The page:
Rule 5: You should do the job yourself
Reality: Should you, though? It’s getting increasingly common to outsource non-specialized admin tasks to a virtual assistant, whether it’s organizing your folders or helping you book a place for the team retreat. The Overemployed is a master at delegating and following up.
Rule 6: Be extra communicative and make decisions fast when you’re working remotely
Reality: You don’t have to – look at what works for you. If your objective is to save time and get things done fast, then yes, you should be decisive and communicative. But if you need to buy time on a project to work on your J2, requesting clarifications or taking a day to respond to emails won’t hurt anyone. Zero inbox is not the objective. And I’ve got bad news for you – zero inbox is fake productivity.
Rule 7: Set a schedule and stick to it
Reality: Yes and no. You want some form of predictability that shows your employer you’re working, but you also need to be hyper-flexible with task-switching between J1 and J2 during your workday. Better yet, set two to three 90-minute focus times that work for you, with built-in breaks in between.
Rule 8: Keep your camera on for meetings
Reality: If you constantly have J1 and J2 meetings happening at the same time, keeping your camera on can be tricky. Early on, try to set a precedent for not always having your camera on – you could claim your connection is slow or that you’re on limited data use. (Fun fact: Research has shown that having your camera on for 15 one-hour meetings a week can create up to 20.7 lbs (9.4 kg) of CO2 emissions per month, but switching it off reduces this number to just 0.8 lbs (377g). That way, you don’t get questioned too much when you have to switch it off to avoid clashing meetings.
Eventually, you’ll break the Overemployed rules too
Are we really advocating breaking the 12 Overemployed rules? Yes, we are. In a world where working multiple jobs is going mainstream and into the metaverse, you won’t have to stick to the rules as much. Use your own judgment and common sense.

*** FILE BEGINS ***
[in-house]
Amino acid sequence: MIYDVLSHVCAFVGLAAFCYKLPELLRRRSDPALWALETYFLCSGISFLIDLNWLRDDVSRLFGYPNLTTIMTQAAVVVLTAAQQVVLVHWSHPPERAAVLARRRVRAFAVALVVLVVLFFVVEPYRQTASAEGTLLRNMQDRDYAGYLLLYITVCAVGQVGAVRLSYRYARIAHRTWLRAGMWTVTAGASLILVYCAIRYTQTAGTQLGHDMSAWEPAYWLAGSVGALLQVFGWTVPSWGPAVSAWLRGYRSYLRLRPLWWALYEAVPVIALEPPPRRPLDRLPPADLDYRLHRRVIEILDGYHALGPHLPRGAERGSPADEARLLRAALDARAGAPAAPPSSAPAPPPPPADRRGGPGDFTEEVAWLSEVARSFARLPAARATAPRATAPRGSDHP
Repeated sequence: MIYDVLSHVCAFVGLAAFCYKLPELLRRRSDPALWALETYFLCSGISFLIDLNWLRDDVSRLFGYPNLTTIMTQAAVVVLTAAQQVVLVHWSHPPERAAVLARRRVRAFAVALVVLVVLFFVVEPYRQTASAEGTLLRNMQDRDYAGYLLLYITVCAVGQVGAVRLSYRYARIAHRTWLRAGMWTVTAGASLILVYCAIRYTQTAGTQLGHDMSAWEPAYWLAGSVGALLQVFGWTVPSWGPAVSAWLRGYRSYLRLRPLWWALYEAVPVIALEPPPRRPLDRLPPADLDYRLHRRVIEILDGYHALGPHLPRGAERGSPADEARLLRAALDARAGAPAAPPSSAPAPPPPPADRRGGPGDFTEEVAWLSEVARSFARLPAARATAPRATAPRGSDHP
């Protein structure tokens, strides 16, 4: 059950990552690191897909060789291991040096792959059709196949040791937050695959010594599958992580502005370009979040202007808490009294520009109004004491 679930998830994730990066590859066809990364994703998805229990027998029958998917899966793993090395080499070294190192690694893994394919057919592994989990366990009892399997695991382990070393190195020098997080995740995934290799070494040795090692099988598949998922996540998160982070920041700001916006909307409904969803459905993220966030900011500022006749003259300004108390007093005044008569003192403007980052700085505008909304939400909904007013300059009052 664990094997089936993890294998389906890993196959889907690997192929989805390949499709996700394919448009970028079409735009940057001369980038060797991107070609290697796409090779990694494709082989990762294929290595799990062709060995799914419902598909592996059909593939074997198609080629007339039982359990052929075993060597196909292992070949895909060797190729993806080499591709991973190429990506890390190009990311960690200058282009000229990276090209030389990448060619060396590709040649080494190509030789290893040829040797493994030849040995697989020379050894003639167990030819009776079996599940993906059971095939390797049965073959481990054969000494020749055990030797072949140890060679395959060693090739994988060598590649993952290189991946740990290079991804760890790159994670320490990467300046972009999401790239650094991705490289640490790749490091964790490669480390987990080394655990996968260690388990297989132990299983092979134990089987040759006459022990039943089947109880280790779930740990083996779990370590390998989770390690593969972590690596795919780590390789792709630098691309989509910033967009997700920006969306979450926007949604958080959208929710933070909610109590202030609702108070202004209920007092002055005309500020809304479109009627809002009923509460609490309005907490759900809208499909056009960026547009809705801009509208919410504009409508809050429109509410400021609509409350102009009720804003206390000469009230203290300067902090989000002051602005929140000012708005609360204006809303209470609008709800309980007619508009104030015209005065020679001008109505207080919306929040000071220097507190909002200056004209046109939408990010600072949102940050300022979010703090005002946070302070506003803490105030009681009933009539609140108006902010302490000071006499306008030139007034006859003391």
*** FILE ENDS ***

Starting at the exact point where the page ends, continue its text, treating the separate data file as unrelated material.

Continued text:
Remember that Rule #1 about not talking about OE? Well, just like Fight Club, your curiosity and passion for OE will spread it globally, like how Fight Club became mainstream MMA. When working two or more jobs becomes the norm, you won’t have to keep it a secret – everyone will be doing it, even your bosses. Our bet is OE will become the new normal, and it’ll reshape the way we view life and work, if not already. You’re riding that big wave to come.
And the rule about remaining average? That could very well go out the window, too. You don’t have to keep yourself mediocre – you can be above average and excel for yourself, as long as you do it at your own comfort level.
Test the system (or my mantra, always be testing)
Ultimately, rules are really just guidelines that were created by others to keep the system working. To improve things for yourself, you’ll have to experiment as you would with A/B split tests – bend a rule and see what happens. If things don’t go well, try something else. Have a test goal or hypothesis in mind.
If you want to live the best OE life by design, you have to get used to moving outside of your comfort zone and changing things up to test and see what works. And if that involves shattering a few preconceptions, so be it.
What other rules did we miss that you might want to try bending or breaking?